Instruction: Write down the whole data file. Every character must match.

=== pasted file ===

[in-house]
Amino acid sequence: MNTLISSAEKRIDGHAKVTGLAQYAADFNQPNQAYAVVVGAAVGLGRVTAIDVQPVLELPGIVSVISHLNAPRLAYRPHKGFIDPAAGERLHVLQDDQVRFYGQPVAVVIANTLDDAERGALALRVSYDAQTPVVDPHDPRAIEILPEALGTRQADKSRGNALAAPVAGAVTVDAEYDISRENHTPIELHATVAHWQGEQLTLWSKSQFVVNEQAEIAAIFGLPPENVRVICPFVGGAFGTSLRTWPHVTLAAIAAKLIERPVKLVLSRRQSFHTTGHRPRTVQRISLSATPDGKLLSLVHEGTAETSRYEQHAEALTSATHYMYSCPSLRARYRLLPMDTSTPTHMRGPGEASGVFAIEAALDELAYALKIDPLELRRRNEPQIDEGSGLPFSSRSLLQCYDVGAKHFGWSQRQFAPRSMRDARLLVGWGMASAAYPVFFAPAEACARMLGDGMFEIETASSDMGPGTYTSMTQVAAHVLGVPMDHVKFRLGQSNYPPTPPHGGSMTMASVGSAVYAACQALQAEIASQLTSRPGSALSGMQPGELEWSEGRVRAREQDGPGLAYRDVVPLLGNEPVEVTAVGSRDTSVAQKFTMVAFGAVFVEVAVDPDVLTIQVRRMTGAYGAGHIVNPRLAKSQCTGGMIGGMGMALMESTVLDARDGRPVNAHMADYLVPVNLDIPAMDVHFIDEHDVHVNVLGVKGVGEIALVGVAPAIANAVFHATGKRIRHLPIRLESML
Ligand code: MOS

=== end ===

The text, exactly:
[in-house]
Amino acid sequence: MNTLISSAEKRIDGHAKVTGLAQYAADFNQPNQAYAVVVGAAVGLGRVTAIDVQPVLELPGIVSVISHLNAPRLAYRPHKGFIDPAAGERLHVLQDDQVRFYGQPVAVVIANTLDDAERGALALRVSYDAQTPVVDPHDPRAIEILPEALGTRQADKSRGNALAAPVAGAVTVDAEYDISRENHTPIELHATVAHWQGEQLTLWSKSQFVVNEQAEIAAIFGLPPENVRVICPFVGGAFGTSLRTWPHVTLAAIAAKLIERPVKLVLSRRQSFHTTGHRPRTVQRISLSATPDGKLLSLVHEGTAETSRYEQHAEALTSATHYMYSCPSLRARYRLLPMDTSTPTHMRGPGEASGVFAIEAALDELAYALKIDPLELRRRNEPQIDEGSGLPFSSRSLLQCYDVGAKHFGWSQRQFAPRSMRDARLLVGWGMASAAYPVFFAPAEACARMLGDGMFEIETASSDMGPGTYTSMTQVAAHVLGVPMDHVKFRLGQSNYPPTPPHGGSMTMASVGSAVYAACQALQAEIASQLTSRPGSALSGMQPGELEWSEGRVRAREQDGPGLAYRDVVPLLGNEPVEVTAVGSRDTSVAQKFTMVAFGAVFVEVAVDPDVLTIQVRRMTGAYGAGHIVNPRLAKSQCTGGMIGGMGMALMESTVLDARDGRPVNAHMADYLVPVNLDIPAMDVHFIDEHDVHVNVLGVKGVGEIALVGVAPAIANAVFHATGKRIRHLPIRLESML
Ligand code: MOS